May 24, 2013

Marijuana Users Have Better bG Control

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Medical marijuana is shown in a jar at The Joint Cooperative in SeattleRegular marijuana use is associated with factors enhancing diabetic control. Current marijuana users had significantly lower fasting insulin and were less likely to be insulin resistant. Their findings are reported in the current issue of American Journal of Medicine.

In general, there has been a lower prevalence of obesity and diabetes in marijuana users compared with people who have never used marijuana. This may suggest a link between cannabinoids and peripheral metabolic processes. There have been few clinical studies supporting this hypothesis.

The study measured all participants for glucose metabolism, insulin signaling, and insulin resistance. The study evaluated 4,600 people with self-reported marijuana use.

All participants had fasting blood glucose, insulin sensitivity, and insulin resistance measured. About 15% were current marijuana users, 40% were past users.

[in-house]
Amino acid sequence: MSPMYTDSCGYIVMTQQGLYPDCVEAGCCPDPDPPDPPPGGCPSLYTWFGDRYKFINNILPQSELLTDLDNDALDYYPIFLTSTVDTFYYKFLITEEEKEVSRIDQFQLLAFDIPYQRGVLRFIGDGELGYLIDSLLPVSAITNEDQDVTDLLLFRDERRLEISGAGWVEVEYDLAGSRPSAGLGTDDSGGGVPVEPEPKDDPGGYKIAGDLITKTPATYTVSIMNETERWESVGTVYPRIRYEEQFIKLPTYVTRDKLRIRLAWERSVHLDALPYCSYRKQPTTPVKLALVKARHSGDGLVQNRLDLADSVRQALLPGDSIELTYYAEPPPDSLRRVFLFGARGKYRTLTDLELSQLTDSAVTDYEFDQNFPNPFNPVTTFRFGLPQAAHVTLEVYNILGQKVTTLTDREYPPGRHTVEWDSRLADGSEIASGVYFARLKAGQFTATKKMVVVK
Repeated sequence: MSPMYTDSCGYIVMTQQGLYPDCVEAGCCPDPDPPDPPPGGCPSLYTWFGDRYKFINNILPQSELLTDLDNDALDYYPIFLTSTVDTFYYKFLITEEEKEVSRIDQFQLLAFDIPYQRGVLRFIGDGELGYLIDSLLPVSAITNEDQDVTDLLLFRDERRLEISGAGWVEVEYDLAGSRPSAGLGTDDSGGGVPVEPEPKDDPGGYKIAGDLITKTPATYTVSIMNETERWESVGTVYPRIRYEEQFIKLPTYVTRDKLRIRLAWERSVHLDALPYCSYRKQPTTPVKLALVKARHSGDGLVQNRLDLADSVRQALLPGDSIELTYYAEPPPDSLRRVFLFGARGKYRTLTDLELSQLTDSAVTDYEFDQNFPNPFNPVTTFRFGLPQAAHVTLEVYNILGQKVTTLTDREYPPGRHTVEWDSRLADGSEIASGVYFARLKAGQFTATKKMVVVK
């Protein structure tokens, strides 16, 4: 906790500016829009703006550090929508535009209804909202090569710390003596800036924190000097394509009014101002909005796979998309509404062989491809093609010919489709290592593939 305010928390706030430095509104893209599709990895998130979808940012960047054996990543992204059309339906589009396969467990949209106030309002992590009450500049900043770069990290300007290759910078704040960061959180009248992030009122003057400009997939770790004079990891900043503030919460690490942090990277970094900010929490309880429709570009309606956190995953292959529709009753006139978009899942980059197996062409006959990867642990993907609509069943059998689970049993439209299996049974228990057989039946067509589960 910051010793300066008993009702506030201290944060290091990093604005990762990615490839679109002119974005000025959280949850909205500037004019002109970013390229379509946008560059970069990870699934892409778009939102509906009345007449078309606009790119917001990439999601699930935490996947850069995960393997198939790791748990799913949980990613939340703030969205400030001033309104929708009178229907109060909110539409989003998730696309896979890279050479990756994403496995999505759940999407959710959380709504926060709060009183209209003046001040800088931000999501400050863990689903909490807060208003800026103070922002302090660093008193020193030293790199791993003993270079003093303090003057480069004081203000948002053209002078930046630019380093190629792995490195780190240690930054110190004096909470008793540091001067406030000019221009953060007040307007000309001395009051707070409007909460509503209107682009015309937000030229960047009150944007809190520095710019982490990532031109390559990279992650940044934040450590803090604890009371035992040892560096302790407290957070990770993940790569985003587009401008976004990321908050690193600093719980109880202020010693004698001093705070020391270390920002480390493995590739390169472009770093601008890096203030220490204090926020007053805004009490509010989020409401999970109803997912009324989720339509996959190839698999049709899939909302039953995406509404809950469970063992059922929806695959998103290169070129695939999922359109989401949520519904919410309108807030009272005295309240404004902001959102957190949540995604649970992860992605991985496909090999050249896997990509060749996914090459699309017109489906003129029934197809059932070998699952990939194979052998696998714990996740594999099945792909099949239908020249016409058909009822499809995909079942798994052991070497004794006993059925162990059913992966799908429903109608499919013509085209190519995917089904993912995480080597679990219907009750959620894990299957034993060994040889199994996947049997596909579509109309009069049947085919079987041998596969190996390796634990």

Current marijuana use was associated with 16% lower fasting insulin levels and 17% lower insulin resistance. Significant associations between marijuana use and smaller waist circumferences were noted. Among current users, no significant dose-response was observed.

As it stands, 18 states in the US have legalized medical marijuana. According to this study, it would be interesting to know how much marijuana it takes to revamp the metabolic benefit without the mind-altering side effects. How long do the metabolic benefits last? And finally, how is it consumed?

Food for thought. Or is it?

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